A lit cigarette or pipe can be deadly. Never leave a lit cigarette or pipe unattended. If you have left a cigarette or pipe burning on the brim of an ashtray, they may fall onto an armchair, or the carpet, particularly if the ashtray is already full. The armchair or carpet will soon catch fire and start to give off dense smoke and fumes making it difficult for you and your family to escape. Never smoke in a chair if you think you may doze off in it.
Falling asleep with a lit pipe or cigarette can also be fatal, especially in bed where the bedding will quickly catch fire. The smoke and fumes will not wake you. Make sure you stub out your cigarette before going to bed. Always keep matches and lighters well out of the reach of children.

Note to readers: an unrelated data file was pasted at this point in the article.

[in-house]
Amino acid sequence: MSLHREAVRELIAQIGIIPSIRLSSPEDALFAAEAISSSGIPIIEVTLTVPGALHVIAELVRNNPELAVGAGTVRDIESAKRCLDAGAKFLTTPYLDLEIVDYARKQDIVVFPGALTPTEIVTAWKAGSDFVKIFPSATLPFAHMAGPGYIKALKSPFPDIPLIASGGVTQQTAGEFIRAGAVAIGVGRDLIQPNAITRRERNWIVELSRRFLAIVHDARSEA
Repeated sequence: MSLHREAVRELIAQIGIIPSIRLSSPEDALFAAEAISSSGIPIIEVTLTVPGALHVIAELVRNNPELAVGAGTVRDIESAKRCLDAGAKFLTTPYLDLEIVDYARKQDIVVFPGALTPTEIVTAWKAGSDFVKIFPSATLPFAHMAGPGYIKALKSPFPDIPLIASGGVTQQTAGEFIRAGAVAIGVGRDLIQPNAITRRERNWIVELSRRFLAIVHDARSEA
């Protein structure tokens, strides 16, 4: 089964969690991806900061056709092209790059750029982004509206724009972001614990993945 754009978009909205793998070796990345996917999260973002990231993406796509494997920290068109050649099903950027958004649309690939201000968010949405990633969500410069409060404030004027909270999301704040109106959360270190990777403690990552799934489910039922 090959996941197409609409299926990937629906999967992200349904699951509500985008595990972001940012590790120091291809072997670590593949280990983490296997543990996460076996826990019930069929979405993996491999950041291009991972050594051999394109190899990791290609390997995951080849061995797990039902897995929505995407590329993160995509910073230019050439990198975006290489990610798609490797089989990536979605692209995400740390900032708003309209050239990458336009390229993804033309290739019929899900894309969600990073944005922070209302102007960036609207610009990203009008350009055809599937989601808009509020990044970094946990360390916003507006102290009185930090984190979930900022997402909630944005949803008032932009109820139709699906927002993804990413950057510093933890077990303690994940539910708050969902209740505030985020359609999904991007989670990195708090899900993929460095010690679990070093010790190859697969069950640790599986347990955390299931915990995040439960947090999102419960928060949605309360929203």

Electricity is often overlooked as a possible fire hazard. Maybe this is because there is no flame, However many fires in the home are reported each year as being caused by electrical faults, accidents or by misuse of electrical equipment. This section looks at the main areas of electrical hazard in your home and explains how you can stop fire starting.
Appliances, plugs and Flexes
When buying new equipment look out for the BEAB Mark of Safety. This means that it has been tested and approved by the British Electrotechnical Approvals Board. Some electrical appliances have been designed to be left on all the time, for example most TV set-top boxes. If you are not sure about whether you have appliances which can be left on, check with the manufacturer or the shop where you bought them. All other electrical appliances should be switched off and unplugged when you are not using them. Never leave them on overnight. Use a three pin plug which conforms to the British Standard and carries the kite mark. Never remove a plug by pulling the flex. Always use the plug.